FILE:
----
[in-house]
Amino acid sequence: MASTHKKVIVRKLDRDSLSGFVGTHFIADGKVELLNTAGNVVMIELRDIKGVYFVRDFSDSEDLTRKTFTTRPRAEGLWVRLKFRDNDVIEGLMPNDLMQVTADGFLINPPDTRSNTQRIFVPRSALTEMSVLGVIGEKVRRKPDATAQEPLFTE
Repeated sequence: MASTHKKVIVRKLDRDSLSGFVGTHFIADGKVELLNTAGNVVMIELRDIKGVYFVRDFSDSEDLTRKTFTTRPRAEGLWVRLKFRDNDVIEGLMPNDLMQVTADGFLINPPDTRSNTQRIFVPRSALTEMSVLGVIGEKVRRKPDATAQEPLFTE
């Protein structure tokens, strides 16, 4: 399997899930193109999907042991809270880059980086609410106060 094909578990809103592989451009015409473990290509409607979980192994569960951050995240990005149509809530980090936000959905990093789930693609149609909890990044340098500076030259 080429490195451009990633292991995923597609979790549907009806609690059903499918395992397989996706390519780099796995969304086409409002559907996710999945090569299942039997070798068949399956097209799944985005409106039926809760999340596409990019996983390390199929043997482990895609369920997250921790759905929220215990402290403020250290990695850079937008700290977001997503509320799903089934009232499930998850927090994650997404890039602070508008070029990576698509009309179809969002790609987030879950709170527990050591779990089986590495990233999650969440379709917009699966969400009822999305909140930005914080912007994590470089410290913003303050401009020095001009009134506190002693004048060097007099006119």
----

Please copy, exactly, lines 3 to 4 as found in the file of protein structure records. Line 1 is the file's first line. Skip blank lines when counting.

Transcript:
Repeated sequence: MASTHKKVIVRKLDRDSLSGFVGTHFIADGKVELLNTAGNVVMIELRDIKGVYFVRDFSDSEDLTRKTFTTRPRAEGLWVRLKFRDNDVIEGLMPNDLMQVTADGFLINPPDTRSNTQRIFVPRSALTEMSVLGVIGEKVRRKPDATAQEPLFTE
């Protein structure tokens, strides 16, 4: 399997899930193109999907042991809270880059980086609410106060 094909578990809103592989451009015409473990290509409607979980192994569960951050995240990005149509809530980090936000959905990093789930693609149609909890990044340098500076030259 080429490195451009990633292991995923597609979790549907009806609690059903499918395992397989996706390519780099796995969304086409409002559907996710999945090569299942039997070798068949399956097209799944985005409106039926809760999340596409990019996983390390199929043997482990895609369920997250921790759905929220215990402290403020250290990695850079937008700290977001997503509320799903089934009232499930998850927090994650997404890039602070508008070029990576698509009309179809969002790609987030879950709170527990050591779990089986590495990233999650969440379709917009699966969400009822999305909140930005914080912007994590470089410290913003303050401009020095001009009134506190002693004048060097007099006119």